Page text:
Monday, 23 August 2010
J Roddy Walston & The Business - Self Titled (Vagrant)
The scene on the album cover of ‘J. Roddy Walston and The Business’ could easily be a trashed hotel room taken from the set of Cameron Crowe’s ‘Almost Famous’, a space full of symbols of the counter cultural ethos that permeated the riffs and rasps of musicians who plodded out their wares across rain lashed Woodstocks and seedy saloons in beat-up backstreets. This mentality and mindset are almost extinct in 2010, replaced by clean-cut suits, up-market bars, boutique festivals and a steady but sure movement away from genuinely soulful rock and roll. Yet here comes J Roddy Walston and The Business, spawning a wondrous throwback to 70s with true blue-eyed rock and roll, dive bars and flung beer bottles on their self-titled debut record.
Walston, the heart, soul and instigator of the band, has been at this for over a decade, piling through line-up changes in the early years, gaining some reputation as a party band in the Nashville scene. The very next party I am lucky enough to host, attend or gatecrash, I vow to find some way to throw this into the play list and hope it will end up in some form of chaotic, limb-flinging throw down (also known as the perfect party).
J Roddy Walston flings every influence that comes his way into the melting pot of music manufactured by the band, including a hint of gospel, even if just in the holy spirited essence that fuses itself to the albums ethos (whether that spirit is divine or Jack Daniels is very much up for debate). His family was a Southern churchgoing collective where musical hoe downs came thick and fast and you can feel the riotous shindig atmosphere building in the nooks and crannies of the instrumental howling.
‘Brave Man’s Death’ is some form of rock ballad with a delicious hook-laden core that weeps its way through a Southern folk story. The plink plonk of ‘Caroline’ resembles an American Elton John before devolving into the odd flash of heavy guitar slide and wonderfully crashing drums. The rasp and eventual breakdown on ‘Full Growing Man’ is as good as any 70s iconic caterwauling rock smash, stumbling from ‘Fortunate Son’ to ‘Tuesday’s Gone’.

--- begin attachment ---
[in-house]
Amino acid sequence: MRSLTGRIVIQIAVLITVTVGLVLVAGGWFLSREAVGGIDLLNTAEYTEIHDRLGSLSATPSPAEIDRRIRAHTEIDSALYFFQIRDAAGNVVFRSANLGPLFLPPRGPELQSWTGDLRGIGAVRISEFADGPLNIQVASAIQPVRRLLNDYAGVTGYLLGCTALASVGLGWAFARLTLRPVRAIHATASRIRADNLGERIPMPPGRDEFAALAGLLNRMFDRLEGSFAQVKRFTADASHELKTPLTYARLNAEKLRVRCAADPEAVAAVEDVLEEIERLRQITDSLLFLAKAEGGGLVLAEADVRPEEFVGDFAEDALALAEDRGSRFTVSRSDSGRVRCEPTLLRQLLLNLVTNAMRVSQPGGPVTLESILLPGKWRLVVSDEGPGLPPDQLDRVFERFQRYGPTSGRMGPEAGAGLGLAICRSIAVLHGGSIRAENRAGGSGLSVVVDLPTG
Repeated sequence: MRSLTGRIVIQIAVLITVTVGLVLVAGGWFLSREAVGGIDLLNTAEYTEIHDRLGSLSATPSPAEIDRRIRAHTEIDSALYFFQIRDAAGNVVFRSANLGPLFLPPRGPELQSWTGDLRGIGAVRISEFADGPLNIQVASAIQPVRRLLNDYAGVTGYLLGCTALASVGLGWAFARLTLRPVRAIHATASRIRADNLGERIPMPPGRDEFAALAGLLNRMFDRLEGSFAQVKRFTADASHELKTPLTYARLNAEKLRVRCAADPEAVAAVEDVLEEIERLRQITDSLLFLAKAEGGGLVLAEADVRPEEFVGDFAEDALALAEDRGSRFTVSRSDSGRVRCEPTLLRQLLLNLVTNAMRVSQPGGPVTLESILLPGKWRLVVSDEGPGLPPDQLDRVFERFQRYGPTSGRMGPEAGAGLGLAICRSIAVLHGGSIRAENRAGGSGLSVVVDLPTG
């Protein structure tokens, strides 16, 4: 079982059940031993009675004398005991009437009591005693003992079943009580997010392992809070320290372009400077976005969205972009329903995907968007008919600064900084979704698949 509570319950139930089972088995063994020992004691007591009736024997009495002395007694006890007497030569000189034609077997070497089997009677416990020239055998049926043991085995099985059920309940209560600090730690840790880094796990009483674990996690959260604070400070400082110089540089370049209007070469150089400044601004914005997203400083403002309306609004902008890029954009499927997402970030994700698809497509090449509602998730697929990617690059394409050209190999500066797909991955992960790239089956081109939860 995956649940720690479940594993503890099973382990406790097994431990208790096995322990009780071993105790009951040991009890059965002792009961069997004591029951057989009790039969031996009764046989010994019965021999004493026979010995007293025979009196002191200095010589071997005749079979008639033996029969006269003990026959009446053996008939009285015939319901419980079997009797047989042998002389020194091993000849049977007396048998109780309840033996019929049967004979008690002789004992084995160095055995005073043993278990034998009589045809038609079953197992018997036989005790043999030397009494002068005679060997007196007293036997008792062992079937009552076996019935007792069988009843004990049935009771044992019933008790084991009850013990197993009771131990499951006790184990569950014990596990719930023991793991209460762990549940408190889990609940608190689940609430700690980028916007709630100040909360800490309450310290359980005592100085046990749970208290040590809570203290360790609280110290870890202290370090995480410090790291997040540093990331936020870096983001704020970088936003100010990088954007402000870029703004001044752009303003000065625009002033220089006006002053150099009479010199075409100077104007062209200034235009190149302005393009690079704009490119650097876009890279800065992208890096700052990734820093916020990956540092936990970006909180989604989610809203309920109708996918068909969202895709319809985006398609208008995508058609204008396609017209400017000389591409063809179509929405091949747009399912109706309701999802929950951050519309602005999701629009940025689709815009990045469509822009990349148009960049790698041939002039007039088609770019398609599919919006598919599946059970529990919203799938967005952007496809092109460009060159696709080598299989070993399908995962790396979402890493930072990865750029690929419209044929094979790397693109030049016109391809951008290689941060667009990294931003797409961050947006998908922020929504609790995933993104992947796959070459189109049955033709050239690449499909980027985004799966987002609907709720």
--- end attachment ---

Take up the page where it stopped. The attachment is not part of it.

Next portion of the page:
The riffs, screams and punches that this record emits are echoes of so many 70s stereotypes but the sheer aggression and spirit more than makes up for any thought of this being outdated. Music is such a force that when it’s made as well and as passionately as this, the notion of uncool or old-fashioned is absolutely obsolete. Who cares where and when it comes from if it sounds this damn exciting?
There is the major issue that if you never became a fan of the blue eyed, rock and roll stylings that burst forth in the 50s and 70s, then this could be a major flop with its sentiment and approach so very modelled after such a sound. Be that as it may, say you don’t enjoy the sheer bollocks out rock that is peddled here and I will question your brain and proceed throw a beer bottle at your face, turn this record up to 11 and start a bar-room brawl to prove my point.
Words : Adam Parker